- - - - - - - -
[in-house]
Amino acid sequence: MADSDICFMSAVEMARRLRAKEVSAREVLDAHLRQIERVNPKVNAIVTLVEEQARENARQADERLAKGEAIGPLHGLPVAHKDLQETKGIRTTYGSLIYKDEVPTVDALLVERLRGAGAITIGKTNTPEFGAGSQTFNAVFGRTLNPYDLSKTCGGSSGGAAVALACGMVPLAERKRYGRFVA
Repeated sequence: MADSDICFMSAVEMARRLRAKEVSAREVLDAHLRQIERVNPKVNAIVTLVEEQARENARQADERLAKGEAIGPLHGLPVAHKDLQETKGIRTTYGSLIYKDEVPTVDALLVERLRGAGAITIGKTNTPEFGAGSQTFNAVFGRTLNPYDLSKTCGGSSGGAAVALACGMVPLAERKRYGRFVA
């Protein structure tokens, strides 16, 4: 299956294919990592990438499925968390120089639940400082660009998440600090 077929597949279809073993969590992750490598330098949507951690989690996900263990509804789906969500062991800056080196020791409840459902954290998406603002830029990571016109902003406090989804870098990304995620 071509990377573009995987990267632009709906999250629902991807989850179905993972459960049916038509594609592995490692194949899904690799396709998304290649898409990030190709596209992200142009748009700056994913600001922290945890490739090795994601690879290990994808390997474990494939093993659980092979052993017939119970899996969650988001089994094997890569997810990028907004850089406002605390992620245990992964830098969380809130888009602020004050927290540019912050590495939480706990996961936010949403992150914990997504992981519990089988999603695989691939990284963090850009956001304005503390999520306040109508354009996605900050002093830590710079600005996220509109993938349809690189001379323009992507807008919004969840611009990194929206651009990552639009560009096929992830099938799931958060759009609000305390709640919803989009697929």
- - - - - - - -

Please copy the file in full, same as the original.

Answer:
[in-house]
Amino acid sequence: MADSDICFMSAVEMARRLRAKEVSAREVLDAHLRQIERVNPKVNAIVTLVEEQARENARQADERLAKGEAIGPLHGLPVAHKDLQETKGIRTTYGSLIYKDEVPTVDALLVERLRGAGAITIGKTNTPEFGAGSQTFNAVFGRTLNPYDLSKTCGGSSGGAAVALACGMVPLAERKRYGRFVA
Repeated sequence: MADSDICFMSAVEMARRLRAKEVSAREVLDAHLRQIERVNPKVNAIVTLVEEQARENARQADERLAKGEAIGPLHGLPVAHKDLQETKGIRTTYGSLIYKDEVPTVDALLVERLRGAGAITIGKTNTPEFGAGSQTFNAVFGRTLNPYDLSKTCGGSSGGAAVALACGMVPLAERKRYGRFVA
């Protein structure tokens, strides 16, 4: 299956294919990592990438499925968390120089639940400082660009998440600090 077929597949279809073993969590992750490598330098949507951690989690996900263990509804789906969500062991800056080196020791409840459902954290998406603002830029990571016109902003406090989804870098990304995620 071509990377573009995987990267632009709906999250629902991807989850179905993972459960049916038509594609592995490692194949899904690799396709998304290649898409990030190709596209992200142009748009700056994913600001922290945890490739090795994601690879290990994808390997474990494939093993659980092979052993017939119970899996969650988001089994094997890569997810990028907004850089406002605390992620245990992964830098969380809130888009602020004050927290540019912050590495939480706990996961936010949403992150914990997504992981519990089988999603695989691939990284963090850009956001304005503390999520306040109508354009996605900050002093830590710079600005996220509109993938349809690189001379323009992507807008919004969840611009990194929206651009990552639009560009096929992830099938799931958060759009609000305390709640919803989009697929």